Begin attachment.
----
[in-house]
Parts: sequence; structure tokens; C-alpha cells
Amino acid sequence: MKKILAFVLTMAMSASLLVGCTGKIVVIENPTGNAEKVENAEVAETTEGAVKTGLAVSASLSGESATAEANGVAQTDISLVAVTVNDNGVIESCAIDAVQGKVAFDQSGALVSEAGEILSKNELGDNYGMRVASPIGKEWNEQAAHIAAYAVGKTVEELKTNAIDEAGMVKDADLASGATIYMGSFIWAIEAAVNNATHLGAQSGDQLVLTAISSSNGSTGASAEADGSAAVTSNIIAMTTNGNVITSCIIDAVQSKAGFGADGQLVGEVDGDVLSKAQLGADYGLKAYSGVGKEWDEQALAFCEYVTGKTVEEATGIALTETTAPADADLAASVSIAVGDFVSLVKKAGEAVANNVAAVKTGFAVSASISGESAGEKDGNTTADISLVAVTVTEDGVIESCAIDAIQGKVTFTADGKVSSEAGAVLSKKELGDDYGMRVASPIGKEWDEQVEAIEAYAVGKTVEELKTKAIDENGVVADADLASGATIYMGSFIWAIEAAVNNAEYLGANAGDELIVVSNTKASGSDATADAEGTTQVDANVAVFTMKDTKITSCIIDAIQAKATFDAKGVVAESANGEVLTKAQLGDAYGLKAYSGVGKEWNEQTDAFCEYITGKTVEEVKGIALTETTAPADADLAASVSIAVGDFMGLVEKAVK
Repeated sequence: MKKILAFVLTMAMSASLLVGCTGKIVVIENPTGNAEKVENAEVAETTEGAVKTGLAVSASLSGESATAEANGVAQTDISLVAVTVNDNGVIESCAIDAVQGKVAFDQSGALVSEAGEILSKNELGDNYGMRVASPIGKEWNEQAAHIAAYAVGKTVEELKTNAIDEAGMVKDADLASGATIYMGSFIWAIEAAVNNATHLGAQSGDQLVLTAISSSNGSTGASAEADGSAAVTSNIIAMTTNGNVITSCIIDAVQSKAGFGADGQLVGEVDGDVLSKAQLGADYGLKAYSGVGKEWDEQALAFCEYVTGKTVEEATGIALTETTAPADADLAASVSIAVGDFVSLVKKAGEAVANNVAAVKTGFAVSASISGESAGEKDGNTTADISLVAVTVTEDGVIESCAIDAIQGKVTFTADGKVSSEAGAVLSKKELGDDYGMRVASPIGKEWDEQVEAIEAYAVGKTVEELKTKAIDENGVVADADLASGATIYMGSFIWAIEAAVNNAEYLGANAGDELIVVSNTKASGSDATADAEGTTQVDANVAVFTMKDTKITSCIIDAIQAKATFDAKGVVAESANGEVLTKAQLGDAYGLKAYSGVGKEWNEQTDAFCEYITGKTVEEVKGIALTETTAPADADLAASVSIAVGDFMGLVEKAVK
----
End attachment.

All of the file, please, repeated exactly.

[in-house]
Parts: sequence; structure tokens; C-alpha cells
Amino acid sequence: MKKILAFVLTMAMSASLLVGCTGKIVVIENPTGNAEKVENAEVAETTEGAVKTGLAVSASLSGESATAEANGVAQTDISLVAVTVNDNGVIESCAIDAVQGKVAFDQSGALVSEAGEILSKNELGDNYGMRVASPIGKEWNEQAAHIAAYAVGKTVEELKTNAIDEAGMVKDADLASGATIYMGSFIWAIEAAVNNATHLGAQSGDQLVLTAISSSNGSTGASAEADGSAAVTSNIIAMTTNGNVITSCIIDAVQSKAGFGADGQLVGEVDGDVLSKAQLGADYGLKAYSGVGKEWDEQALAFCEYVTGKTVEEATGIALTETTAPADADLAASVSIAVGDFVSLVKKAGEAVANNVAAVKTGFAVSASISGESAGEKDGNTTADISLVAVTVTEDGVIESCAIDAIQGKVTFTADGKVSSEAGAVLSKKELGDDYGMRVASPIGKEWDEQVEAIEAYAVGKTVEELKTKAIDENGVVADADLASGATIYMGSFIWAIEAAVNNAEYLGANAGDELIVVSNTKASGSDATADAEGTTQVDANVAVFTMKDTKITSCIIDAIQAKATFDAKGVVAESANGEVLTKAQLGDAYGLKAYSGVGKEWNEQTDAFCEYITGKTVEEVKGIALTETTAPADADLAASVSIAVGDFMGLVEKAVK
Repeated sequence: MKKILAFVLTMAMSASLLVGCTGKIVVIENPTGNAEKVENAEVAETTEGAVKTGLAVSASLSGESATAEANGVAQTDISLVAVTVNDNGVIESCAIDAVQGKVAFDQSGALVSEAGEILSKNELGDNYGMRVASPIGKEWNEQAAHIAAYAVGKTVEELKTNAIDEAGMVKDADLASGATIYMGSFIWAIEAAVNNATHLGAQSGDQLVLTAISSSNGSTGASAEADGSAAVTSNIIAMTTNGNVITSCIIDAVQSKAGFGADGQLVGEVDGDVLSKAQLGADYGLKAYSGVGKEWDEQALAFCEYVTGKTVEEATGIALTETTAPADADLAASVSIAVGDFVSLVKKAGEAVANNVAAVKTGFAVSASISGESAGEKDGNTTADISLVAVTVTEDGVIESCAIDAIQGKVTFTADGKVSSEAGAVLSKKELGDDYGMRVASPIGKEWDEQVEAIEAYAVGKTVEELKTKAIDENGVVADADLASGATIYMGSFIWAIEAAVNNAEYLGANAGDELIVVSNTKASGSDATADAEGTTQVDANVAVFTMKDTKITSCIIDAIQAKATFDAKGVVAESANGEVLTKAQLGDAYGLKAYSGVGKEWNEQTDAFCEYITGKTVEEVKGIALTETTAPADADLAASVSIAVGDFMGLVEKAVK